The Renegades by Tom Young
The horrors of the war in Afghanistan are elevated when a large earthquake strikes the area. In the immediate aftermath, US Lt. Col. Michael Parson is called in to assist with the recovery efforts. Assisted by a cast of interesting characters, especially translator Sophia Gold, the team attempts to save the lives of innocent locals, caught in the crossfire of war and natural disaster.
Young presents the people of Afghanistan as torn between being thankful or completely against American assistance. Some locals, like pilot Rashid, even join forces with the US military. Unfortunately, the Taliban witnesses the American's response to the earthquake and, in turn, enter the village, killing many and kidnapping the young boys to train as future soldiers.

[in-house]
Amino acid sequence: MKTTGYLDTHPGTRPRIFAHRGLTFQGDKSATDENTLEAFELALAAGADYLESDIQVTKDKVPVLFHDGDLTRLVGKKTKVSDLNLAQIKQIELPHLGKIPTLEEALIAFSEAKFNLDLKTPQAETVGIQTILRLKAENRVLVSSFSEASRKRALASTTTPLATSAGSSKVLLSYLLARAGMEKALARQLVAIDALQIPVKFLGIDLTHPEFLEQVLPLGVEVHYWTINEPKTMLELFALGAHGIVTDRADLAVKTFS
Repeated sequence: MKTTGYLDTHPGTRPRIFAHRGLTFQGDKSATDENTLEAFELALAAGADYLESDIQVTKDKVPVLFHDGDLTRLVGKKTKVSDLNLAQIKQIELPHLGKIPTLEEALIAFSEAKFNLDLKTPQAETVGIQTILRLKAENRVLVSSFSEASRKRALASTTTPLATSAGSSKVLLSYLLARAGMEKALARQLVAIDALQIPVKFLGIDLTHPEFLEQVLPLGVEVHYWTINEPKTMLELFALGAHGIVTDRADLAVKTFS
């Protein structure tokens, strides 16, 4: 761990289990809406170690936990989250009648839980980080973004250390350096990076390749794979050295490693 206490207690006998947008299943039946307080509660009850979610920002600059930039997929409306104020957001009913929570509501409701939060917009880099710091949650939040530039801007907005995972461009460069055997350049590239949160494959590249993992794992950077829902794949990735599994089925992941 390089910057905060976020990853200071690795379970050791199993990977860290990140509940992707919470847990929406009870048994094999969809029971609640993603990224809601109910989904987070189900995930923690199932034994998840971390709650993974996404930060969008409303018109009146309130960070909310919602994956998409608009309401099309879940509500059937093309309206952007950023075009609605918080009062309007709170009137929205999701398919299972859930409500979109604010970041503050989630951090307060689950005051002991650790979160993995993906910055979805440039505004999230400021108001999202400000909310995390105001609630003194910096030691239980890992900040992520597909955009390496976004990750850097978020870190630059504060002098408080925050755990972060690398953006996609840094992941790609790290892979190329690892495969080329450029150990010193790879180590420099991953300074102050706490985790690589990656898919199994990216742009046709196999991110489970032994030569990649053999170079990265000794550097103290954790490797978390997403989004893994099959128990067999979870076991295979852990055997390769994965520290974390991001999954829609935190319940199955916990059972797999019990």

The bare, mostly quick prose used by Young helps to portray the intensity of the war. The book never lags, always driving forward with suspense and action. Either because of the military jargon or the sheer number of people contributing to a conversation, there were some moments when the dialogue became a bit confusing. I imagine, however, that this confusion may be another form of accurately depicting the intense situations of war. In the end, this novel had no major revelations, but was an entertaining look into the horrors of war and mother nature.
For more information, visit the author's website http://tomyoungbooks.com/,
(week 35, book 39)
This entry was posted on Friday, August 31, 2012 and is filed under Afghanistan,Book Review,Earthquake,Suspense,The Renegades,Tom Young,War. You can follow any responses to this entry through the RSS 2.0. You can leave a response.
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